Britain in Bloom judges tour ReadingBy Linda Fort
July 12, 2010
The Britain in Bloom judges began their tour of the borough at the “impressive” Caversham Court Gardens last Wednesday.
Last year, the garden restoration was not complete in time for the judging of the annual Royal Horticultural Society competition. But this year the Reading in Bloom committee was able to showcase the grounds which have been open for almost a year after a £1.6 million restoration, thanks to the Heritage Lottery Fund.
Reading Borough Council horticultural expert Dr Carolyn Jenkins and head gardener Emily Waters showed judges Norman Parker and Steve McKenna around the garden.
They described its restoration and planting which pays tribute to the history of the garden as it changed from a medieval religious settlement to a Regency house and finally to a borough park.
Vickie Abel of the Friends of Caversham Court Gardens described how the garden had become part of the community with events, tours and visits from local schools.
Mr Parker said after his tour: “It is very impressive. I am tremendously impressed by the work that has been done here. It is very beautiful with many lovely ideas.”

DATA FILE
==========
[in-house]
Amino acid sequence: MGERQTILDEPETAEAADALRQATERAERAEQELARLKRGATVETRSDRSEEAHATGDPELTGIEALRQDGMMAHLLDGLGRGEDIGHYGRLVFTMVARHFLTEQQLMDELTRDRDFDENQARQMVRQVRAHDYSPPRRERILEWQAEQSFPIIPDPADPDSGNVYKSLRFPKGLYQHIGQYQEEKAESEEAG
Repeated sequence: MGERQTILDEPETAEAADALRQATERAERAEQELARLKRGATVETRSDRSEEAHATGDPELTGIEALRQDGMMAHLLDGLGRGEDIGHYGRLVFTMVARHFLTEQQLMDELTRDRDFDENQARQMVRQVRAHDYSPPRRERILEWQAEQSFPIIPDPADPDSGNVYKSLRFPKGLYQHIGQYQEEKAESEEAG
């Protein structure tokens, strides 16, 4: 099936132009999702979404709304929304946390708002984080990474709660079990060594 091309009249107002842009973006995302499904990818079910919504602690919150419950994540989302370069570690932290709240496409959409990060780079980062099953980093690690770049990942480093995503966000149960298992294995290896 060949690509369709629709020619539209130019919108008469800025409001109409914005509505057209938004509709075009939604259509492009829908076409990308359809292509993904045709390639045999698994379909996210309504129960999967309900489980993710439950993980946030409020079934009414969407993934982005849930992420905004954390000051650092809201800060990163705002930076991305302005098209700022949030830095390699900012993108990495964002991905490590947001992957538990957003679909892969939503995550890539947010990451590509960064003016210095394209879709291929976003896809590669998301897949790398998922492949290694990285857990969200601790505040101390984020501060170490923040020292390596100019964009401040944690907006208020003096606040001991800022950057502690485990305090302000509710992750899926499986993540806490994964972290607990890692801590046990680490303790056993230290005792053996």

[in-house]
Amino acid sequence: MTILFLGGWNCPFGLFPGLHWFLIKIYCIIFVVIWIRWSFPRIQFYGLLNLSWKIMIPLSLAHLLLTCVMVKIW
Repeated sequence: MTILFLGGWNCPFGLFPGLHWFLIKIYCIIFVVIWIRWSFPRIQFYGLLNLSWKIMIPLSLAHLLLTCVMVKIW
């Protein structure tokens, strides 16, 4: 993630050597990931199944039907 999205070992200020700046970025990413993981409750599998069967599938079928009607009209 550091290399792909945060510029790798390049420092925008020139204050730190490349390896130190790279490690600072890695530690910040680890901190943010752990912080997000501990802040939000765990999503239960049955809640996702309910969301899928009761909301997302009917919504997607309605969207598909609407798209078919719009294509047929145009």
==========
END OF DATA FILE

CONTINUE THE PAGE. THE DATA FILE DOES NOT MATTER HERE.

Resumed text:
The judges were then taken on a tour of Reading’s beauty spots, via Reading Bridge which is newly decorated with hanging baskets thanks to the sponsorship of Jessica Cecil, patron of Reading in Bloom.
They saw Forbury Gardens, restored several years ago with another Heritage Lottery Fund grant, as well as the recently replanted King’s Road Garden.
In East Reading, the judges saw the secluded garden at the Museum of Rural Life in Redlands Road and were shown the seasonal bedding displays at Royal Berkshire Hospital.
They also met gardener Dave Richards at the RISC roof garden in London Street before calling in at Holiday Inn South and Green Park, which both sponsor Reading in Bloom.
At Prospect Park, they were told about the conservation regime and the landscape management plan and shown the wildflower meadow.
Church End Primary School in Usk Road, Tilehurst, winner of last year’s Reading in Bloom Schools Challenge, showcased the work of its garden club run by caretaker Bob Brigham.
Judges also called in at the gardens at Reading Association for the Blind in Carey Street and the almshouses in Castle Street before meeting Guy Douglas, BID manager, to see the town centre floral displays.
The tour finished at Reading Minster to see the trees planted in the Trees for Cities scheme.
Reading has won a Silver gilt medal in recent years and the committee has high hopes it could scoop a gold this year.